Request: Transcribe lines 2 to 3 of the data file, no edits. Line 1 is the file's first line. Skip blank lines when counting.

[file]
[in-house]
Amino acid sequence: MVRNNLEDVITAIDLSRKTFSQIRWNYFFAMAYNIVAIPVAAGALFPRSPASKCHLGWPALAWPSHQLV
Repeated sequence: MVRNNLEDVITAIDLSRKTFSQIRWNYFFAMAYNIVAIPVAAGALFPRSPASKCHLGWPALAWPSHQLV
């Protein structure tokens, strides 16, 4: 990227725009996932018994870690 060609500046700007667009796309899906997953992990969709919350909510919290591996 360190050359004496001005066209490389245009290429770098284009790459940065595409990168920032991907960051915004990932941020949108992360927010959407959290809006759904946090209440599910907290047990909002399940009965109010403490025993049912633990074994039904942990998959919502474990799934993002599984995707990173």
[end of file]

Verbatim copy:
Amino acid sequence: MVRNNLEDVITAIDLSRKTFSQIRWNYFFAMAYNIVAIPVAAGALFPRSPASKCHLGWPALAWPSHQLV
Repeated sequence: MVRNNLEDVITAIDLSRKTFSQIRWNYFFAMAYNIVAIPVAAGALFPRSPASKCHLGWPALAWPSHQLV